Your eyes are often the first thing people notice about you and are an important aspect of your overall appearance. As we age, the tone and shape of our eyelids can loosen and sag. Heredity and sun exposure also contribute to this process. This excess, puffy or lax skin can make you appear more tired or older. An oculoplastic procedure is a type of surgery done around the eyes. One may have this procedure to correct a medical condition or for cosmetic purposes.

Oculoplastic Procedures

Surgical Treatments

  • Brow Lift
  • Dermatochalasis
  • Eyelid Papilloma
  • Eyelid Retraction
  • Lower Eyelid Surgery
  • Neck Lift
  • Revision Eyelid Surgery
  • Tear Duct Obstruction

Non-Surgical Treatments

  • Trachiasis
  • Blepharospasm

Cosmetic Treatments


Risk of Surgery

Possible risks of eyelid surgery include:

  • Infection and bleeding
  • Dry, irritated eyes
  • Difficulty closing your eyes or other eyelid problems
  • Noticeable scarring
  • Injury to eye muscles
  • Skin discoloration
  • The need for a follow-up surgery
  • Temporarily blurred vision or, rarely, loss of eyesight
  • Risks associated with surgery in general, including reaction to anesthesia and blood clots

Talk to your doctor about how surgical risks apply to you. Understanding what's involved in blepharoplasty and weighing the benefits and risks can help you decide if this procedure is a good option.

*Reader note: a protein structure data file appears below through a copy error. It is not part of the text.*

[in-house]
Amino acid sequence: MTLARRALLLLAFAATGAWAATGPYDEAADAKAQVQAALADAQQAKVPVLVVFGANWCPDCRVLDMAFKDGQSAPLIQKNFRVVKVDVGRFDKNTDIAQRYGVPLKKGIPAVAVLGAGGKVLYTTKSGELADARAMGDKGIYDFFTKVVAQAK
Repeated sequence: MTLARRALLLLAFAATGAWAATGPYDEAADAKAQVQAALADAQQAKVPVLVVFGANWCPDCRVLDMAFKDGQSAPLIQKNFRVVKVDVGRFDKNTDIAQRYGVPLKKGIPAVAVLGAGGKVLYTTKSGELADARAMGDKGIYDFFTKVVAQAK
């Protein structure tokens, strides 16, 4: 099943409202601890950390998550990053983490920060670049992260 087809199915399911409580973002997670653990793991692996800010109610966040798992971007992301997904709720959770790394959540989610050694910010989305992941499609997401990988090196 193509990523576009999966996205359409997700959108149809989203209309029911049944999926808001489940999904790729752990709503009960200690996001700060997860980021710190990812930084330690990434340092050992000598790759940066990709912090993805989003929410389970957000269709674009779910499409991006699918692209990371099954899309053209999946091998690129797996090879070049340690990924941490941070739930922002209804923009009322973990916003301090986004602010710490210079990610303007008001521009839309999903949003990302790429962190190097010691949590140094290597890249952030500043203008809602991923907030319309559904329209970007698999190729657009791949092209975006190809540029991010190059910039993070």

Preoperative Care

For most procedures, you will be able to go home the same day you have surgery. Your procedure may take place in a hospital, an outpatient facility, or the provider's office.

Depending on your surgery, you may have local anesthesia or general anesthesia. Local anesthesia numbs the surgical area so you do not feel any pain. General anesthesia puts you to sleep during surgery.

During the procedure, your surgeon may place special contact lenses on your eyes. These lenses help protect your eyes and shield them from the bright lights of the surgical room.

Do not wear any eye makeup or artificial eyelashes on the eye to be operated on for 1 week prior to surgery.

Please let your doctors know if you are taking any medicines for diabetes or high blood pressure (especially angiotensin-converting enzyme inhibitors or angiotensin II receptor blockers). Your doctors may want you to hold these 24 hours before surgery.

Please let your doctors know if you have a pacemaker.

Do not eat or drink anything at least 6 hours before your check-in time for surgery. This means no coffee, milk, or unnecessary water. You can take tiny sips of water with your pills.

Postoperative care

You will most likely be able to go home or to a hotel after your surgery is done. You will need someone to take you home or to a hotel after your surgery.

You may have some pain, bruising, or swelling after surgery. Place cold packs over the area to reduce swelling and bruising. To protect your eyes and skin, wrap the cold pack in a towel before applying it.

You may need to avoid activities that raise your blood pressure for about 3 weeks. This includes things such as exercise and lifting heavy objects. Your provider will tell you when it is safe to begin these activities again. It is ok to shower after surgery but avoid getting tap water in the area that had surgery.

In most cases, you will see an eye doctor for postoperative visits one day, one week, and 4-6 weeks after your surgery, depending on your eye doctor. Some eye doctors forgo the one week visit.

If you develop severe eye pain or severe vision decrease after surgery, please call or see your eye doctor immediately. The phone number for the Loma Linda University Eye Institute is 909-558-EYES or 909-558-4000.